Touch the Soil News #645 (Feature Photo – NASA Earth Observatory)
Forty years ago (1977) the cost of solar was $76.67 per watt. Today, its less than 50 cents per watt – 153 times cheaper. Recently, while flying over Eastern China, a NASA satellite took the picture above.
What you are looking at is the world’s largest solar farm consisting of approximately 4 million solar panels and covering an area of 10 square miles (6,400 acres). This solar farm has the capacity to generate 850 megawatts – just shy of the standard 1,000 megawatt nuclear power plant. This solar farm can power about 140,000 homes.
China is the world’s leader in solar installations. In 2016, China was installing solar panels at a rate of one and a half soccer fields every hour. Following are the solar installation leaders in 2016:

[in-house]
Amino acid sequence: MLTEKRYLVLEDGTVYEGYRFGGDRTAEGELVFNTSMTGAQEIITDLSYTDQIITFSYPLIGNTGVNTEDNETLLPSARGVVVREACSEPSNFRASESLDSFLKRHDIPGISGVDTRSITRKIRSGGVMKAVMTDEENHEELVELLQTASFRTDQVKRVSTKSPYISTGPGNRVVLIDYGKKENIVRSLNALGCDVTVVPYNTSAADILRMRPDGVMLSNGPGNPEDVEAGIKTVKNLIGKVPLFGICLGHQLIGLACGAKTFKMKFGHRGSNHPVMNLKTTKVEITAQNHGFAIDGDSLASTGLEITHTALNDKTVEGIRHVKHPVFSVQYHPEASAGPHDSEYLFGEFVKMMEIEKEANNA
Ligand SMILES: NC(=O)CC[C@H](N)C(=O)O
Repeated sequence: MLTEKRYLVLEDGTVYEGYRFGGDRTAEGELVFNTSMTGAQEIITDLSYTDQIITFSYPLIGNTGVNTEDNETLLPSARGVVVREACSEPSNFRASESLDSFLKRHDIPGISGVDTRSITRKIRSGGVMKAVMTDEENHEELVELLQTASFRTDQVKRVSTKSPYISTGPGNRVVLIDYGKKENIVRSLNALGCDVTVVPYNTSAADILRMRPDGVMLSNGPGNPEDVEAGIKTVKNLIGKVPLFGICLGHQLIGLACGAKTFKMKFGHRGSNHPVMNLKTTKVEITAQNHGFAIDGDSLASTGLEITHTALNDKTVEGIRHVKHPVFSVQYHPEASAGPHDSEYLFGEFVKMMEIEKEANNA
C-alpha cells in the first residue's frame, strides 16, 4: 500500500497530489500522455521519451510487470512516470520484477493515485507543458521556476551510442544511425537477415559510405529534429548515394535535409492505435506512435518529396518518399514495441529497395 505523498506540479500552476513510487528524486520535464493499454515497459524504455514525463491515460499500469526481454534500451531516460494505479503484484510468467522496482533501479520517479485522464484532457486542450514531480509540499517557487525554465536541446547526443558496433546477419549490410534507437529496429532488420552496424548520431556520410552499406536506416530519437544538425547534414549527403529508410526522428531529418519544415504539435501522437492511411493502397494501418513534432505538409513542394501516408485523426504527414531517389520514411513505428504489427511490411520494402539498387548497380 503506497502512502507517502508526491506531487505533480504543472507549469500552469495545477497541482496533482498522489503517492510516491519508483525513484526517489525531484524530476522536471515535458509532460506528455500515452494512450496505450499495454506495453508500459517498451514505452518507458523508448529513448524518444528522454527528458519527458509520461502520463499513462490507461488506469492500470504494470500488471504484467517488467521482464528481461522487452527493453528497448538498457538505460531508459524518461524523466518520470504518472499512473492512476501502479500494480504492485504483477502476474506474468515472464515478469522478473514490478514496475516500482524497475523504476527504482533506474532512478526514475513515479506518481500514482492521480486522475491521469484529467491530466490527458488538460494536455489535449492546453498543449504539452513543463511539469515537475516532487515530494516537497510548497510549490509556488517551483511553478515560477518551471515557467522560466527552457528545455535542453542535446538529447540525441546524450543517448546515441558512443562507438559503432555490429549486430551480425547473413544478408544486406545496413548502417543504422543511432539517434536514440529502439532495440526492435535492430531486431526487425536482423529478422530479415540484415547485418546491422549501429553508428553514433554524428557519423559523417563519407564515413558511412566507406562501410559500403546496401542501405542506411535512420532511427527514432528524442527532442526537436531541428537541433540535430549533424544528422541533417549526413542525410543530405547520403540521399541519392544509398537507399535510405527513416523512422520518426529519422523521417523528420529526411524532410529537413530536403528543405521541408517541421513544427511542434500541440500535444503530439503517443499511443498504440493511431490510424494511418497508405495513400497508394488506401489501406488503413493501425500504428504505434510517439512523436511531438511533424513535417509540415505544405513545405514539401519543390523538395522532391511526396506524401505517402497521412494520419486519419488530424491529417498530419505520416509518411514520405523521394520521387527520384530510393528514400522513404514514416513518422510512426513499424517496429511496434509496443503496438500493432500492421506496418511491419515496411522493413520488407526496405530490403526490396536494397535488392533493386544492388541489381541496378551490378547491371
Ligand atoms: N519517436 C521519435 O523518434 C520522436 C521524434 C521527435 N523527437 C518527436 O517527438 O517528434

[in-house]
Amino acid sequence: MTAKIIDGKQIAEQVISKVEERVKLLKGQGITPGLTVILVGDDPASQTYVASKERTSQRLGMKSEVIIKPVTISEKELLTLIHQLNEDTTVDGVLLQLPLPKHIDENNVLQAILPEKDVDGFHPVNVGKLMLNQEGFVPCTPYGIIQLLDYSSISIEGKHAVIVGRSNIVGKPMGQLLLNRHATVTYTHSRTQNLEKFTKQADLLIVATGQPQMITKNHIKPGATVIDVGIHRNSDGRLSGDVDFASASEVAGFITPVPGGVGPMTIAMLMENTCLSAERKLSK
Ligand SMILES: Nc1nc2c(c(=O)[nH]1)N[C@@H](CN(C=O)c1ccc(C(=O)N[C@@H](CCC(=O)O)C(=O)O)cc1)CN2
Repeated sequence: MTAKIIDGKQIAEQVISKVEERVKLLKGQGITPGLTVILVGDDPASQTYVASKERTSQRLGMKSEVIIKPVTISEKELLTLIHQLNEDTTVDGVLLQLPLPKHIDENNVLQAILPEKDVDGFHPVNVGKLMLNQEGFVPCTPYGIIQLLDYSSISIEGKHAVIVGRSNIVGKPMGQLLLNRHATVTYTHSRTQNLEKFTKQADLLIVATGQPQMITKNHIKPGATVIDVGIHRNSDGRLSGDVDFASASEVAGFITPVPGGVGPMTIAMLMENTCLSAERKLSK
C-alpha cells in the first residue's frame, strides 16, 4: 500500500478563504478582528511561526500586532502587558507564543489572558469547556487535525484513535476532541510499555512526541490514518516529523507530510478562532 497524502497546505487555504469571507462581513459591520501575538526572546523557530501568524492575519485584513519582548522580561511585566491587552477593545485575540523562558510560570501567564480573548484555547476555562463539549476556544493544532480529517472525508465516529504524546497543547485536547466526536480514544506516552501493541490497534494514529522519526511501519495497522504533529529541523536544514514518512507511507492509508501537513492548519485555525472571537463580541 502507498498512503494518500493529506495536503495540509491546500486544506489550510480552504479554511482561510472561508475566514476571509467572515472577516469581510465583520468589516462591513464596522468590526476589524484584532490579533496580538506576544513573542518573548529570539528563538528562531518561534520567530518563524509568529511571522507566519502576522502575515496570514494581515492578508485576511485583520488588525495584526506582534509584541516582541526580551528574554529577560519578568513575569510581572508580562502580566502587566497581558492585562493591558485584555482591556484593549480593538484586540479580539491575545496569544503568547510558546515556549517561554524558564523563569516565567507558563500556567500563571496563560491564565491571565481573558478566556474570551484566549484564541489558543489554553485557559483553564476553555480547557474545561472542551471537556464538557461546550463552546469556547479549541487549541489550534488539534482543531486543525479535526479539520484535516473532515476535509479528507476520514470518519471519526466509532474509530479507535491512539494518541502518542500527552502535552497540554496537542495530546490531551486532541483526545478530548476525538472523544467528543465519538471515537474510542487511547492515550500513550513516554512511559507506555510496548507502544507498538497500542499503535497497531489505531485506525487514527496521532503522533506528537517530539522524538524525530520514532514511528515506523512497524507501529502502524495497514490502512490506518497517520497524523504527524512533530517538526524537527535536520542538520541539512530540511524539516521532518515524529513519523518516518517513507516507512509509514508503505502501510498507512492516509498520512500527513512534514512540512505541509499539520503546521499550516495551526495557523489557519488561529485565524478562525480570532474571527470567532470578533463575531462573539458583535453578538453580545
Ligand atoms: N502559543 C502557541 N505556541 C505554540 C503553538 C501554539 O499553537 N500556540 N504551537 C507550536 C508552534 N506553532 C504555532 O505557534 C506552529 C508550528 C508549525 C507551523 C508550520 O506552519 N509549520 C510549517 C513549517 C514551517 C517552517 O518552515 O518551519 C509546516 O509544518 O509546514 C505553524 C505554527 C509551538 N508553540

China: 30 Gigawatts – enough to power 4.9 million homes
U.S.: 13 Gigawatts – enough to power 2.1 million homes
Japan: 10.5 Gigawatts – enough to power 1.7 million home
India: 4.2 Gigawatts – enough to power 700,000 homes
All in all, the world installed 76 Gigawatts of solar panels in 2016, enough to power 12.5 million homes. Is it possible that as the price of solar continues to decline, and the efficiency of solar cells continues to escalate, that cheaper energy is in our future? Energy cheap enough where every city in the northern climates will have massive greenhouses – maintained by cheap solar energy – to feed us?